Like the birth of Christ in His crude and unsanitary delivery into the world to deliver us from sin has evolved into twinkle lights and festive gift exchanges, so has gone the way of Saint Valentine’s remembrance to Russel Stover and heart shaped jewelry. Lest I sound like a scrooge and we all collectively eye roll, I quite love both of these holidays. Any chance to express love and affection to people in my life and don some pink duds? Sign me up and give me all the Necco conversation hearts.
What would be the culturally accurate way to celebrate our brother from ancient Rome – Mr. Valentine? He was a physician and priest who gave away his services at no cost, home full of apothecary jars paired with praying to the Great Physician for healing, rumored to have restored sight to the blind daughter of a jailer who served in the courts of emperors and imprisoned for following Christ. It’s also heard that he secretly presided over wedding ceremonies for Christian couples forbidden by the emperor. Lauding Valentine’s shared Biblical definition of love through Christ seems like a good place to start, even if we include mushy cards and dinner reservations to boot.
In our ten years of marriage, my husband and I have endured soaring victories, deep, dark valleys, and thousands of miles of mundane and monotony. Christ has kept us, and we’re confident that we hold together in Him. But it’s hard. Our battle with sin and the flesh threatens to pull apart the seams of our covenant into independent living, selfishness, and complacency. I’ve carried heartache for friends as vows unraveled, and celebrated others in the stages of a happy marriage’s wild ease. I wonder if an insideous threat to marriage is actually just complacency and distraction.
How easily I can grow lazy with my words and distracted in my communication. I’m tired, there are tiny people who clamor for my attention and cannot meet their own needs while my husband is a grown man capable of making himself a sandwich. It’s far more thrilling to meet with a girlfriend for coffee and speak encouragement over her than it is to lay down my life by considering what might bless my husband in unseen and boring ways when I can barely keep the chaos to a minimum under our own roof. Conversation turns easily to what is urgent, while neither carefully choosing words of life nor remembering the gift of our covenant marriage. Saying “yes” to him might bubble up joyfully plenty of days, but it also goes against all of my heavily-guarded kingdom-of-self plenty of days too.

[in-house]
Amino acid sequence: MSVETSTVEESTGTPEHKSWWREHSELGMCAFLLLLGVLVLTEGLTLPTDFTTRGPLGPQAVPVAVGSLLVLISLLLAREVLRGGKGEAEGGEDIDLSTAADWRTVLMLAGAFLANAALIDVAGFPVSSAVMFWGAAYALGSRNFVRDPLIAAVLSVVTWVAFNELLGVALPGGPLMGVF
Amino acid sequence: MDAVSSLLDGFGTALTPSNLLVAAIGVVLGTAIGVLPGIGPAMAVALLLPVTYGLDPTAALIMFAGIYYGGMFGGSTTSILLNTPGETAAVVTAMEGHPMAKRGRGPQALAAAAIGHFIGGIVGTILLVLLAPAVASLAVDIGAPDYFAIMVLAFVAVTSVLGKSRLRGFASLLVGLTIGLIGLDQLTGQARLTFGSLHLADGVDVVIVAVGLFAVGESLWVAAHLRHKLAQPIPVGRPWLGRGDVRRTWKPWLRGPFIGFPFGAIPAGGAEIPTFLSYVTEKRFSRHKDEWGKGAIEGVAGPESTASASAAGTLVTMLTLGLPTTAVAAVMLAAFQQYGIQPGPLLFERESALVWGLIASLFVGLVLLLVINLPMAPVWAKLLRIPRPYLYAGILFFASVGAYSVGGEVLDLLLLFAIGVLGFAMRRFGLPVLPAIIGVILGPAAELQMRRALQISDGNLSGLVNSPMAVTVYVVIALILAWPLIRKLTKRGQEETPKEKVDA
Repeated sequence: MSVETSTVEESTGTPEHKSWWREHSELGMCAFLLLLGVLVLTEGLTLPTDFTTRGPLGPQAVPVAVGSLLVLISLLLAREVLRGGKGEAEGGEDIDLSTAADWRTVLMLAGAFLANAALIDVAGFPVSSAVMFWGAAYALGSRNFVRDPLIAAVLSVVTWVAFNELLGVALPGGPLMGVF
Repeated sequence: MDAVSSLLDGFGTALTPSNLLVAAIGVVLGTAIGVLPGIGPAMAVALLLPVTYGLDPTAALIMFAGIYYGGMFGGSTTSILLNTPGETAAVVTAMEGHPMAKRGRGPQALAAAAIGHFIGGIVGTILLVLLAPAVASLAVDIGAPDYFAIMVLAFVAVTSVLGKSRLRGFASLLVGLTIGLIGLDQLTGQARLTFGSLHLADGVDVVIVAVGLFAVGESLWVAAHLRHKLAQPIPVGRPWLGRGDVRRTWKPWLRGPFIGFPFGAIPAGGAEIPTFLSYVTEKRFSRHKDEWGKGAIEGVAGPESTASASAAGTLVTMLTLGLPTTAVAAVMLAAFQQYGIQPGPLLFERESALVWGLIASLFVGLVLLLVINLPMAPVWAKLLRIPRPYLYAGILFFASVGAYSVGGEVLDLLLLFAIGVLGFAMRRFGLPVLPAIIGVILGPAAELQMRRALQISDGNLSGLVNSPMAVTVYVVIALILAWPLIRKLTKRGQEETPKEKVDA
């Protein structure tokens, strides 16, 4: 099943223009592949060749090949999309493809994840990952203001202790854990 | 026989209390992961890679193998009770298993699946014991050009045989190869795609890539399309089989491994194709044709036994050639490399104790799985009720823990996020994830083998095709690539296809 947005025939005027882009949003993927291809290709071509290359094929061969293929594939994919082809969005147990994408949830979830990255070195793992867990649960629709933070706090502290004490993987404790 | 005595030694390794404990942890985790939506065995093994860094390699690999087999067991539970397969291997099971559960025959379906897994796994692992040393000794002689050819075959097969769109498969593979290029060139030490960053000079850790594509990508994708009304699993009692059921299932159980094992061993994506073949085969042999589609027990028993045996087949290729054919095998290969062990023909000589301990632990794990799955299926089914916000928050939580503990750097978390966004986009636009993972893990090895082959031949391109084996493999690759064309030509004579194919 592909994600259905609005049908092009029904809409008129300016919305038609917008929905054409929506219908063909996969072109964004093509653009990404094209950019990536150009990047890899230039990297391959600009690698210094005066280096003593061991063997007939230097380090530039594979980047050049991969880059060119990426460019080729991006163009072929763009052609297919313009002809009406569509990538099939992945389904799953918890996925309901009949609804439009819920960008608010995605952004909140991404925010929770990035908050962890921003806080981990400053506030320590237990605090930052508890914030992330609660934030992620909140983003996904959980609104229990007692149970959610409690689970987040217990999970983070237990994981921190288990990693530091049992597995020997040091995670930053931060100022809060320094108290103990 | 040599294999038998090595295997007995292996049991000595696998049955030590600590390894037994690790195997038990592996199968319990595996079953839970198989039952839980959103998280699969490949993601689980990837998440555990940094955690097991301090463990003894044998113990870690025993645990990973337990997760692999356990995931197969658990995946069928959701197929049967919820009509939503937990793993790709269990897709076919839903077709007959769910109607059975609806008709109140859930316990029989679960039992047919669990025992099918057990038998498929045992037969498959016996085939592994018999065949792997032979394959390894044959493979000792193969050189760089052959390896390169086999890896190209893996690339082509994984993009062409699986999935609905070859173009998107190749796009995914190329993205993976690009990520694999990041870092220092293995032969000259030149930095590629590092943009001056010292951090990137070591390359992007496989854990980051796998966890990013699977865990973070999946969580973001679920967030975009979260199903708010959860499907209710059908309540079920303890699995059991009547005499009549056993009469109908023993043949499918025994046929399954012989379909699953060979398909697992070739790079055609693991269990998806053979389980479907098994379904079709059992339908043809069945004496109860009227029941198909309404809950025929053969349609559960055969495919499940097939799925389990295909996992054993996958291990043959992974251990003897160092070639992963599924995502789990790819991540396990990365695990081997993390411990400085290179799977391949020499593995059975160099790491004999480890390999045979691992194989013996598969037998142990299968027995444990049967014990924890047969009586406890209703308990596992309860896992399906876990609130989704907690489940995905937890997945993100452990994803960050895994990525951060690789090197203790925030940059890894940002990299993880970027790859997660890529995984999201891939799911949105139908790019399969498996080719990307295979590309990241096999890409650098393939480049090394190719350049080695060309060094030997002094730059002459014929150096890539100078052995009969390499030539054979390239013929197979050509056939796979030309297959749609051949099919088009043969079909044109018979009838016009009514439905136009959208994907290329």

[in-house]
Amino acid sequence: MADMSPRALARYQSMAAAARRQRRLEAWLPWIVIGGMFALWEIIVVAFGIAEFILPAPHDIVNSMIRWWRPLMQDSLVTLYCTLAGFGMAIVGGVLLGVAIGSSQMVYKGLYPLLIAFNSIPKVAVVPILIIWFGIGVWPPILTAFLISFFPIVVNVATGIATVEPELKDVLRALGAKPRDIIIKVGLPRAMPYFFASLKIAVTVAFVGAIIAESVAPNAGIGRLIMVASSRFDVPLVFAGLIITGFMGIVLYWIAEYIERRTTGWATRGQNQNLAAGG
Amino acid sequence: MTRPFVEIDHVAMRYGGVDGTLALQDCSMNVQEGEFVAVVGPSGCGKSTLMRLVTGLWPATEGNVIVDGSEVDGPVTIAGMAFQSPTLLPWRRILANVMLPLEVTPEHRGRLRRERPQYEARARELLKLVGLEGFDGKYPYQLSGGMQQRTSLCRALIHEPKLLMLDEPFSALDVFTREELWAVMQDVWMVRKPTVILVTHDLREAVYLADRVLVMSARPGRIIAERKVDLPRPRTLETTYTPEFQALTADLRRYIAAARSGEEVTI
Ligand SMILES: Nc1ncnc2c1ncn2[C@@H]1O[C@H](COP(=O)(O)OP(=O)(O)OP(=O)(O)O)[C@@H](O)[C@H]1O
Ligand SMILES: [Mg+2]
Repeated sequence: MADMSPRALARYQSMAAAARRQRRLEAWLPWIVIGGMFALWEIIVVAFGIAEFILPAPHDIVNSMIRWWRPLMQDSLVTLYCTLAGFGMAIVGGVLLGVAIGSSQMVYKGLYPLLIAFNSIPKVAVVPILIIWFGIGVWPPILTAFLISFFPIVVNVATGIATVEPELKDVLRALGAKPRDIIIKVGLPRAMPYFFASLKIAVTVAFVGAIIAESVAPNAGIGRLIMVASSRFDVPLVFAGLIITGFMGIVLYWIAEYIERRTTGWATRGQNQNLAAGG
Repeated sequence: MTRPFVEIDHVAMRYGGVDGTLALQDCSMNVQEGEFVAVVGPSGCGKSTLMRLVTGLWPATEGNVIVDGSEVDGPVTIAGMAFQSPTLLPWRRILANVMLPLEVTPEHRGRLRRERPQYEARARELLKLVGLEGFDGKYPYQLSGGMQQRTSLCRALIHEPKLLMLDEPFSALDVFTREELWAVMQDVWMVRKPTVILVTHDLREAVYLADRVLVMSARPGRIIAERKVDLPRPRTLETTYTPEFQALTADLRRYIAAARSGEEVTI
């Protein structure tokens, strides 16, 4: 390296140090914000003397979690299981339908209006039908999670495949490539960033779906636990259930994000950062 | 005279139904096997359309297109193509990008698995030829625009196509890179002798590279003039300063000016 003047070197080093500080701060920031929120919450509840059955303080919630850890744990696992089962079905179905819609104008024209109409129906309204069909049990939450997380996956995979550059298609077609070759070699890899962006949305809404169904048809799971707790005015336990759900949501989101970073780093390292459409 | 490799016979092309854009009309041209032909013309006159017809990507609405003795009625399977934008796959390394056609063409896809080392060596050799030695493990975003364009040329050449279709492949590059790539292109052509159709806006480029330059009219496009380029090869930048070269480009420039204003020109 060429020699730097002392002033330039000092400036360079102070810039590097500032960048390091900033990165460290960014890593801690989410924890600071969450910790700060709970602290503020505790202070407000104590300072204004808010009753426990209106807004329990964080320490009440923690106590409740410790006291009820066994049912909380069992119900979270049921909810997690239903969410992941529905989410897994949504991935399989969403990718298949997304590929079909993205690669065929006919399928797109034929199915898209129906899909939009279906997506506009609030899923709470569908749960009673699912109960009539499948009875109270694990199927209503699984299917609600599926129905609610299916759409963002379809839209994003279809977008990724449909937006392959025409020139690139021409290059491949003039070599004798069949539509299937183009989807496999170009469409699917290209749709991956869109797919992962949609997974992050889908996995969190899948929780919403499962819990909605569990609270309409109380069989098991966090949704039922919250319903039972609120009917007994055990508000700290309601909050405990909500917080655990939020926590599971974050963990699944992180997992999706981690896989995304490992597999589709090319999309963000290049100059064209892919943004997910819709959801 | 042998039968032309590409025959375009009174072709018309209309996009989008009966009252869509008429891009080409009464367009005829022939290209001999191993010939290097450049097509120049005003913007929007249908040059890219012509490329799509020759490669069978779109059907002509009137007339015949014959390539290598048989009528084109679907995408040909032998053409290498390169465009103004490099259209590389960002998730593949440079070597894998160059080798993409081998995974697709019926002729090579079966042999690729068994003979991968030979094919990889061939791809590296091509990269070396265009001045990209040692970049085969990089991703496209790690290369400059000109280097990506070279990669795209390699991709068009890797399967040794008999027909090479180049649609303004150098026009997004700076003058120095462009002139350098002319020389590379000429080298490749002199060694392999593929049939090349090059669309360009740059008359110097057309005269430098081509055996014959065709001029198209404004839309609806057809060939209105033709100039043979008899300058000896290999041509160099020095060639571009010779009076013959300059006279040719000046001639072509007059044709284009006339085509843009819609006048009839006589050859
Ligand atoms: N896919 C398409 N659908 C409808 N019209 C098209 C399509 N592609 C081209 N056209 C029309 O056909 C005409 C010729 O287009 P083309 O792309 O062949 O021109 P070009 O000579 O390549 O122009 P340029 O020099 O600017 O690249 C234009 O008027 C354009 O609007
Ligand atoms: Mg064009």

So does Valentine’s Day show up as a blip on my cultural calendar, or is it one day of many life-giving expressions of love? Celebrated in the middle of a lifetime rhythm of choosing him before me, making a thousand tiny choices to love, it can be just darling to love my man. But the world doesn’t really crave the kind of love the Hallmark Valentine’s day is serving. Biblical love? The kind that looks and sounds and lives like Jesus? It’s a battle every day against the kingdom of self and it is so worth it. Even a lifetime of joyful marriage is still finished at the grave, yet it points to something, to Someone Greater. Christ is exalted when I decide His purposes for marriage are more worthy of living than my own ideas of romantic and self-gratifying ways of human love.
As I raise two daughters in a culture where self-expression and self-fulfillment (not self-denial) are two emblems of the age, teaching them that swagger and fiery passion may attract, but self-sacrificing, faithful, Christ-like love are more heated than a flash-in-the-pan romance. Our capacity to love is a broken cistern. We wax and wane in our emotions, but Christ is unchanging in His model of love. He sets Himself as a perfect Husband, and He pours out to us daily so we might walk in His ways. I dearly love my husband, and this only because I’ve been dearly loved first.
“Beloved, let us love one another, for love is from God, and whoever loves has been born of God and knows God…In this the love of God was made manifest among us, that God sent his only Son into the world, so that we might live through him. In this is love, not that we have loved God but that he loved us and sent His Son to be the propitiation for our sins.” 1 John 4:7, 9-10
I don’t know whether your Happy Hearts Day looks like clinking wine glasses with your dearly beloved spouse or Chinese take-out with your Galentines, but I know that Christ has everlasting Love right there in the middle of it – from the 14th of February to always.